Marilyn Monroe's connection with Britain has been the subject of a new in focus display at the National Portrait Gallery in London which started last September and runs through until the 24th March 2013.
Coinciding with the 50th anniversary of Monroe's death, the display has managed to celebrate her life by showcasing her links with the UK. Portraits of Monroe by British photographers are shown alongside rare magazine covers, vintage prints, lobby cards and film stills to put the works in context.
Monroe arrived in Britain with her new husband, playwright Arthur Miller, on 14 July 1956. She was to appear in The Prince and the Showgirl based on a play by Terence Rattigan, starring opposite Laurence Olivier who was also directing the film. Her four-month stay in Britain generated huge press interest and the display will include little known images by photojournalist Larry Burrows who worked for Life magazine, and press images of Monroe meeting the Queen amongst others.
Cinematographer on the film, Jack Cardiff, had a private sitting with Monroe for which she arrived nine hours late. Monroe inscribed on one of the dreamy images created with a wind machine and vaseline over the lens, 'Dearest Jack, if only I could be the way you created me.'
Throughout the 1950s British photographers contributed greatly to the vast Monroe iconography. The display includes a selection of these photographs including Antony Beauchamp's poses of Monroe in a yellow bikini (1951), Baron's photographs from a Hollywood assignment (1954) and Cecil Beaton's photographs taken in the Ambassador Hotel in New York (February 1956).
A selection of British magazine covers on show plot Monroe's changing image and progressing movie career. The earliest cover on display feature's André de Dienes' 1947 portrait of the then Norma Jeane Baker on cover of Picture Post. Also on display is a cover of Today magazine from 1961 in which she is pictured alongside Arthur Miller, her husband from 1956 to1961, who scripted her last completed film, The Misfits.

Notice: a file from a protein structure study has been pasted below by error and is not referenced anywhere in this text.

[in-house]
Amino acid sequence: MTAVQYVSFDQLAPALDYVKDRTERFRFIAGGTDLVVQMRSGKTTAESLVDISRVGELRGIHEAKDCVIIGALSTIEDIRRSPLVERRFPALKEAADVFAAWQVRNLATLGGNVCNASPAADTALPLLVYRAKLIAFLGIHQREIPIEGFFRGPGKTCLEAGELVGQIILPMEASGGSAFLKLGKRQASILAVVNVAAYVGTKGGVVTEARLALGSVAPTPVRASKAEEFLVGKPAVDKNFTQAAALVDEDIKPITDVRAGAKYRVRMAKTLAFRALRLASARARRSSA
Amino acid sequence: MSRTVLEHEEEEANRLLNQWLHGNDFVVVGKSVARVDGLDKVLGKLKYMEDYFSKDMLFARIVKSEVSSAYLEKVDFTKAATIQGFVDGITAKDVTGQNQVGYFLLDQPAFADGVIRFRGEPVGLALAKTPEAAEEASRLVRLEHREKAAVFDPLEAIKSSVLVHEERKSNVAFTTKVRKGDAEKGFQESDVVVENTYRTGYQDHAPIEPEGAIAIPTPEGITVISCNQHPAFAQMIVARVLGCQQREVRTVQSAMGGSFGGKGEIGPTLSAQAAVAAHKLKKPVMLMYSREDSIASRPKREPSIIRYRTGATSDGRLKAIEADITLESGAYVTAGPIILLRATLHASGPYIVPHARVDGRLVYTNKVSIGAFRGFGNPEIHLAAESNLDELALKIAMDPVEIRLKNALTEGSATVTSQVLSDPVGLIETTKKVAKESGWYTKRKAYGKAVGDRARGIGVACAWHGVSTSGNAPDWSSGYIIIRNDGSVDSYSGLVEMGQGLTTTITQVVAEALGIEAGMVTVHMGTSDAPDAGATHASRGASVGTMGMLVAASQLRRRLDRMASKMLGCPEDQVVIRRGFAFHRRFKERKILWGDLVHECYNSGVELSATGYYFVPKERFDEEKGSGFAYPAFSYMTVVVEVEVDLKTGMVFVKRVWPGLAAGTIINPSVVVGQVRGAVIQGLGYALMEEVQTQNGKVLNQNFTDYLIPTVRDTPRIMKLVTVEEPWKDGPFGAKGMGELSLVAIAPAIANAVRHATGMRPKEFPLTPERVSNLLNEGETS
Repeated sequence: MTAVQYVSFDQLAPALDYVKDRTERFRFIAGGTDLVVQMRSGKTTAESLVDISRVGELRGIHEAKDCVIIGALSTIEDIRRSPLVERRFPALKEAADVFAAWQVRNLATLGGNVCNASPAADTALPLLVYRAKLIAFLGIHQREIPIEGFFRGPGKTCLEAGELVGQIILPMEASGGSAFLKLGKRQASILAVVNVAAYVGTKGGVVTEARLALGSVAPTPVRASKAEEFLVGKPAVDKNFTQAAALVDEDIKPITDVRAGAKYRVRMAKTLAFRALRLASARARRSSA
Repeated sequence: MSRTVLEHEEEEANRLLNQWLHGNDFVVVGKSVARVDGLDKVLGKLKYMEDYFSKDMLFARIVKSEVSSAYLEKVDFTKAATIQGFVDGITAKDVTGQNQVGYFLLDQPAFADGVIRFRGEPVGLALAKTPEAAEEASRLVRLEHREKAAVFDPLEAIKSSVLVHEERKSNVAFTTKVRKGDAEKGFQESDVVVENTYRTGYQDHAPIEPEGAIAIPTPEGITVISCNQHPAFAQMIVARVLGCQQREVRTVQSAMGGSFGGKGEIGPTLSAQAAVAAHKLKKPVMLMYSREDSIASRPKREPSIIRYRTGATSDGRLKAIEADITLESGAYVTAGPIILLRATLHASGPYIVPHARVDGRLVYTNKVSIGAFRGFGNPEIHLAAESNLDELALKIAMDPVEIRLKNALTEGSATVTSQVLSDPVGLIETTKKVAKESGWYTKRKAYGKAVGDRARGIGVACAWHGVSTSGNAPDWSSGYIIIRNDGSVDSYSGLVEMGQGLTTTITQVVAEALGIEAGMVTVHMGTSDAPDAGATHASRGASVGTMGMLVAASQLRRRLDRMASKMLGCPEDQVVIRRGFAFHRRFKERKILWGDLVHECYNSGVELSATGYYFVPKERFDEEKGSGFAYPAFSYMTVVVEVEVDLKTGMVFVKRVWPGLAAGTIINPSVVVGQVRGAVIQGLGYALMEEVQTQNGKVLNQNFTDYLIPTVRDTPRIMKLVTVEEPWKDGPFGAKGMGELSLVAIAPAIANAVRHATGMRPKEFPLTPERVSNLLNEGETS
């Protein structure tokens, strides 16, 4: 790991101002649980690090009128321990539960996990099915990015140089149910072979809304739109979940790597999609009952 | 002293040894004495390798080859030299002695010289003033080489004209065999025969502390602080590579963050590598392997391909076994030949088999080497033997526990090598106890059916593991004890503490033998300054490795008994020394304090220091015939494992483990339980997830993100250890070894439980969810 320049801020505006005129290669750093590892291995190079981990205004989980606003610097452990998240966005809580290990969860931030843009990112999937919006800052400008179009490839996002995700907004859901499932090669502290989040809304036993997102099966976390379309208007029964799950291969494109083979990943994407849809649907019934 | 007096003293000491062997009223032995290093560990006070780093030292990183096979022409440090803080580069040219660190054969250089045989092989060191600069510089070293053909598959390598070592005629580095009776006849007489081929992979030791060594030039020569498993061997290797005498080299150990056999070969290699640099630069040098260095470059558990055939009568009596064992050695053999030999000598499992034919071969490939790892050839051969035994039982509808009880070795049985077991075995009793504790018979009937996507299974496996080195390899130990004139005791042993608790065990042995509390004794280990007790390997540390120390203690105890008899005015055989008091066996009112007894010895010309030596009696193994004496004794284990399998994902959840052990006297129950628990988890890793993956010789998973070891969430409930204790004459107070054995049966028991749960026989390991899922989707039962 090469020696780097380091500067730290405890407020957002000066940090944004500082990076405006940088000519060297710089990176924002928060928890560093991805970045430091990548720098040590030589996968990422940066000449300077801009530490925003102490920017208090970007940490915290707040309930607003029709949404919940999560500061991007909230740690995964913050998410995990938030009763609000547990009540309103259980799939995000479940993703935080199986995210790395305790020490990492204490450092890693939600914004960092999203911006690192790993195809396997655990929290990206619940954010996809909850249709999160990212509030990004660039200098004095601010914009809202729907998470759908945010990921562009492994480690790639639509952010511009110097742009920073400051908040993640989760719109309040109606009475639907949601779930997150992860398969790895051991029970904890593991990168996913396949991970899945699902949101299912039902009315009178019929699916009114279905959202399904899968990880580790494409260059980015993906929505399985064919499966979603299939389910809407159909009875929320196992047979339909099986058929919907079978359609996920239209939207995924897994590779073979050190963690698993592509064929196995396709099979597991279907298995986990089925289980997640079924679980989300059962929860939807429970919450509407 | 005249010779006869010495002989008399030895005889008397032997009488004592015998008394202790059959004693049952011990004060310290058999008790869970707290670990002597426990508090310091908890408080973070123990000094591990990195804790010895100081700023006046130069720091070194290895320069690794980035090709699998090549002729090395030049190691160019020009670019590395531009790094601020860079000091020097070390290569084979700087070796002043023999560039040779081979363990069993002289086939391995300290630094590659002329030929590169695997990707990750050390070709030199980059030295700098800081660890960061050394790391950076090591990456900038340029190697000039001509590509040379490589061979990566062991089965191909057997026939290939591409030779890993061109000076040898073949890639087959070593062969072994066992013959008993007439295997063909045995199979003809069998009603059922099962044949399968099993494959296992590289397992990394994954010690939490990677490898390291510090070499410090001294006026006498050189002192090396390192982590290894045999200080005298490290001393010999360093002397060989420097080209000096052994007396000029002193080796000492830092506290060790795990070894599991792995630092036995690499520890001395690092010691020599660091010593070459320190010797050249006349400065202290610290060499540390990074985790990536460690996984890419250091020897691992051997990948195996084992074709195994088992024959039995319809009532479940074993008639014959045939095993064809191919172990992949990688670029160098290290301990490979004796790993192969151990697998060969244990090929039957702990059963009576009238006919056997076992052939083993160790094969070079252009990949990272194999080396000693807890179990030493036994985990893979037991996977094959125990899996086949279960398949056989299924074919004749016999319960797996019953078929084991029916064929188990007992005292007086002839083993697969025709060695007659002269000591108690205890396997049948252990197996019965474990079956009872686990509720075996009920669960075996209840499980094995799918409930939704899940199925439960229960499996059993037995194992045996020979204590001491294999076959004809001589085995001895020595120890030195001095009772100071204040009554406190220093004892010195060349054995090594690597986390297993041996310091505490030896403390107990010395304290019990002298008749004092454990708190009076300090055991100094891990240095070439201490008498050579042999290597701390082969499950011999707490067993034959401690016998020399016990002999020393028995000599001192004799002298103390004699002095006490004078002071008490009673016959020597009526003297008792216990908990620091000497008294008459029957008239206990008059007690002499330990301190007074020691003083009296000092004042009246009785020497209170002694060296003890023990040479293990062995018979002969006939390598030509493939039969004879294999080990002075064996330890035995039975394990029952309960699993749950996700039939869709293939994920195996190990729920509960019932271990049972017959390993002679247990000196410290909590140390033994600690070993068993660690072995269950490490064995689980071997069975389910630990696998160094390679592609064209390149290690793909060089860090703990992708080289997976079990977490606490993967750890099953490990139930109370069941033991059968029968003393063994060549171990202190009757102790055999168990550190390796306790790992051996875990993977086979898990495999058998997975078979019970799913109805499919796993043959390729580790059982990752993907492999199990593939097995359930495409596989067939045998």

A poignant conclusion to the display is the cover of Town magazine published three months after Monroe's death fifty years ago, featuring an image from her last official shoot with George Barris.
If you have seen or manage to catch the show before it comes to a close, or just love Marilyn we would love to hear your thoughts below on a closing note dont forget to visit our shop for more pin up greating cards and gifts, some exclusive to CCK
A big thankyou to National Portrait Gallery for organising the following images:
1st Image: Cecil Beaton photographing Marilyn Monroe by Ed Pfizenmaier, Ambassador Hotel, New York, 22 February 1956 - Copyright: Ed Pfizenmaier
2nd Image: Marilyn Monroe, artwork for The Prince and The Showgirl poster - Copyright: The John Kobal Foundation
3rd Image: Roy Ward Baker and Marilyn Monroe on the set of Dont Bother to Knock, 1952 - Copyright: Private collection of Nicholas Baker